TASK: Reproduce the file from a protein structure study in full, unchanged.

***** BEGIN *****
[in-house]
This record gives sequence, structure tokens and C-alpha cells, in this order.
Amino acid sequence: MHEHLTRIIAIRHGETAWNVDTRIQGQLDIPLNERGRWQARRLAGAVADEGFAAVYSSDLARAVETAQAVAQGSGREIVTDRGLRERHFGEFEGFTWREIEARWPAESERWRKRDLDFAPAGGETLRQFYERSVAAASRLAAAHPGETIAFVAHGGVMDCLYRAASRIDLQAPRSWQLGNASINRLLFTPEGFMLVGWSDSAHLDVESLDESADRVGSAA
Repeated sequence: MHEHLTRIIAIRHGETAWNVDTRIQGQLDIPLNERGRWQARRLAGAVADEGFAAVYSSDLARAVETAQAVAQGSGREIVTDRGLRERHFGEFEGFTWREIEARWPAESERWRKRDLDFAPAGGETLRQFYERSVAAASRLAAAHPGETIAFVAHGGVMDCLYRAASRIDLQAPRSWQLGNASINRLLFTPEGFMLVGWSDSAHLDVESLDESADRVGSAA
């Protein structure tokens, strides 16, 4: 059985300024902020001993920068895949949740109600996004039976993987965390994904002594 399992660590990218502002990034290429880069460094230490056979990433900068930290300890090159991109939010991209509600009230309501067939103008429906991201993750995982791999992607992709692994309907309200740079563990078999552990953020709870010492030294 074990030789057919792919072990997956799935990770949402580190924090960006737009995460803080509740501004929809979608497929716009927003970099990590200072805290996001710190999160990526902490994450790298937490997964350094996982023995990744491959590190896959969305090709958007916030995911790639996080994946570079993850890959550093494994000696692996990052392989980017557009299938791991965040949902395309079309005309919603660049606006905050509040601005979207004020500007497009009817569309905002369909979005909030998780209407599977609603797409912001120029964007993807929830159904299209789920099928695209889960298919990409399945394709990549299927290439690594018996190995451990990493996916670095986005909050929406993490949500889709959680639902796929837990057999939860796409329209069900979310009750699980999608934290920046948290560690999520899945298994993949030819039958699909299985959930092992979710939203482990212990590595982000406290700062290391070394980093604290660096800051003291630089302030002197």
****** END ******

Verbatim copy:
[in-house]
This record gives sequence, structure tokens and C-alpha cells, in this order.
Amino acid sequence: MHEHLTRIIAIRHGETAWNVDTRIQGQLDIPLNERGRWQARRLAGAVADEGFAAVYSSDLARAVETAQAVAQGSGREIVTDRGLRERHFGEFEGFTWREIEARWPAESERWRKRDLDFAPAGGETLRQFYERSVAAASRLAAAHPGETIAFVAHGGVMDCLYRAASRIDLQAPRSWQLGNASINRLLFTPEGFMLVGWSDSAHLDVESLDESADRVGSAA
Repeated sequence: MHEHLTRIIAIRHGETAWNVDTRIQGQLDIPLNERGRWQARRLAGAVADEGFAAVYSSDLARAVETAQAVAQGSGREIVTDRGLRERHFGEFEGFTWREIEARWPAESERWRKRDLDFAPAGGETLRQFYERSVAAASRLAAAHPGETIAFVAHGGVMDCLYRAASRIDLQAPRSWQLGNASINRLLFTPEGFMLVGWSDSAHLDVESLDESADRVGSAA
């Protein structure tokens, strides 16, 4: 059985300024902020001993920068895949949740109600996004039976993987965390994904002594 399992660590990218502002990034290429880069460094230490056979990433900068930290300890090159991109939010991209509600009230309501067939103008429906991201993750995982791999992607992709692994309907309200740079563990078999552990953020709870010492030294 074990030789057919792919072990997956799935990770949402580190924090960006737009995460803080509740501004929809979608497929716009927003970099990590200072805290996001710190999160990526902490994450790298937490997964350094996982023995990744491959590190896959969305090709958007916030995911790639996080994946570079993850890959550093494994000696692996990052392989980017557009299938791991965040949902395309079309005309919603660049606006905050509040601005979207004020500007497009009817569309905002369909979005909030998780209407599977609603797409912001120029964007993807929830159904299209789920099928695209889960298919990409399945394709990549299927290439690594018996190995451990990493996916670095986005909050929406993490949500889709959680639902796929837990057999939860796409329209069900979310009750699980999608934290920046948290560690999520899945298994993949030819039958699909299985959930092992979710939203482990212990590595982000406290700062290391070394980093604290660096800051003291630089302030002197």